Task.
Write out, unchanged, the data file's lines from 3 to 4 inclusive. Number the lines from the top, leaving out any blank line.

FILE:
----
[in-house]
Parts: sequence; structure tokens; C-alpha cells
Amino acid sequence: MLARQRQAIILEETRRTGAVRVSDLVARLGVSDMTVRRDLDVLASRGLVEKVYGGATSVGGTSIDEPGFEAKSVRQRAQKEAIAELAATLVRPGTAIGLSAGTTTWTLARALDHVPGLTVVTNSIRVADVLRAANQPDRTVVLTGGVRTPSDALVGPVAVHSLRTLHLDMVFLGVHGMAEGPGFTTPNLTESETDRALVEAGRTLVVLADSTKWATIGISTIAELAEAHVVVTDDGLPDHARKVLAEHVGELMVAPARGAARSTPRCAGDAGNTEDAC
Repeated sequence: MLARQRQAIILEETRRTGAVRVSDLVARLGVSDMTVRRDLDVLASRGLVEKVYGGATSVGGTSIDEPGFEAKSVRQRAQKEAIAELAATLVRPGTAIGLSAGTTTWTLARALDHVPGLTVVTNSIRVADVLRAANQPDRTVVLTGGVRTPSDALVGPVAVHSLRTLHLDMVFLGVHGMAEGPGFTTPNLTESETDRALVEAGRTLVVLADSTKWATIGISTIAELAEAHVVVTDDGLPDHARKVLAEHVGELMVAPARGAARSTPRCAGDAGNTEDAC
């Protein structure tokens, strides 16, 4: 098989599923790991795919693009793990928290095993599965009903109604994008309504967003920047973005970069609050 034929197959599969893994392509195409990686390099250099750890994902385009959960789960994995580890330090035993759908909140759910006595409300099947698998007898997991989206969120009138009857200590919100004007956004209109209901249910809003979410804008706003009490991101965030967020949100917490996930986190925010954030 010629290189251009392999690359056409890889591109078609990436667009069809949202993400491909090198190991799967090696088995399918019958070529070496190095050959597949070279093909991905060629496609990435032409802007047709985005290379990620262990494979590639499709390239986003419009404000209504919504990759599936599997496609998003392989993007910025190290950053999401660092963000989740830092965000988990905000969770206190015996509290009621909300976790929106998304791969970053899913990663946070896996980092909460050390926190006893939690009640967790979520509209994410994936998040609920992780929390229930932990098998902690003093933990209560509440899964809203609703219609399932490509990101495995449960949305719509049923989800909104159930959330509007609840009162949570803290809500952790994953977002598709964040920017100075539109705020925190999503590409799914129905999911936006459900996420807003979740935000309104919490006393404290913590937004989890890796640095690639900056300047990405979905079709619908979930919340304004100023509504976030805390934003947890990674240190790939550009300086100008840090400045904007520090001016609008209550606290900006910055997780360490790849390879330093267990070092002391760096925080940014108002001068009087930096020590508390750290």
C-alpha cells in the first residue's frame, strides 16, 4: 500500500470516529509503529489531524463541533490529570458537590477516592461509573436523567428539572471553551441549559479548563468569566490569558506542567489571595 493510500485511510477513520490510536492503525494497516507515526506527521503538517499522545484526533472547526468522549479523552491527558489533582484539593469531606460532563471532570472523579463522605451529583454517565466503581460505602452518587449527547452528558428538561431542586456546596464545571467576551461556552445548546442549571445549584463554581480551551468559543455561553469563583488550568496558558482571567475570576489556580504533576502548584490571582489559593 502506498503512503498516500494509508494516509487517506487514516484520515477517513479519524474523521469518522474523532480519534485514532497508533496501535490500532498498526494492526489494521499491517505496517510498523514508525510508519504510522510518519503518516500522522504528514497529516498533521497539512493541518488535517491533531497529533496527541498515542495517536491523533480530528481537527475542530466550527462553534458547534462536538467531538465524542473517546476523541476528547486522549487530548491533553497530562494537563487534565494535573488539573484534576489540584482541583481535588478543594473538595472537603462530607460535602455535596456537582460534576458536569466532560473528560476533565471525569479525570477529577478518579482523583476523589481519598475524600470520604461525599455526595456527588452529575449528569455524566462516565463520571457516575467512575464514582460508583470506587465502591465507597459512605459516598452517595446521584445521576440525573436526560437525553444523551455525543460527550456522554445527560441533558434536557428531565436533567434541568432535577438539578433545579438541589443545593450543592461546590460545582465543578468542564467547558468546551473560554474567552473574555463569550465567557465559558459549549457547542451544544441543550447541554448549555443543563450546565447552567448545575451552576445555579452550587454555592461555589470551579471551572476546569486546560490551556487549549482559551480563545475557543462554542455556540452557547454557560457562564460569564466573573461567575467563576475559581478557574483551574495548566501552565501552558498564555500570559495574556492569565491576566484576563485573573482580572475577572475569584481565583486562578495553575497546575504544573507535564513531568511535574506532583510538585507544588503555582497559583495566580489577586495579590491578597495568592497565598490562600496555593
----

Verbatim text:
Amino acid sequence: MLARQRQAIILEETRRTGAVRVSDLVARLGVSDMTVRRDLDVLASRGLVEKVYGGATSVGGTSIDEPGFEAKSVRQRAQKEAIAELAATLVRPGTAIGLSAGTTTWTLARALDHVPGLTVVTNSIRVADVLRAANQPDRTVVLTGGVRTPSDALVGPVAVHSLRTLHLDMVFLGVHGMAEGPGFTTPNLTESETDRALVEAGRTLVVLADSTKWATIGISTIAELAEAHVVVTDDGLPDHARKVLAEHVGELMVAPARGAARSTPRCAGDAGNTEDAC
Repeated sequence: MLARQRQAIILEETRRTGAVRVSDLVARLGVSDMTVRRDLDVLASRGLVEKVYGGATSVGGTSIDEPGFEAKSVRQRAQKEAIAELAATLVRPGTAIGLSAGTTTWTLARALDHVPGLTVVTNSIRVADVLRAANQPDRTVVLTGGVRTPSDALVGPVAVHSLRTLHLDMVFLGVHGMAEGPGFTTPNLTESETDRALVEAGRTLVVLADSTKWATIGISTIAELAEAHVVVTDDGLPDHARKVLAEHVGELMVAPARGAARSTPRCAGDAGNTEDAC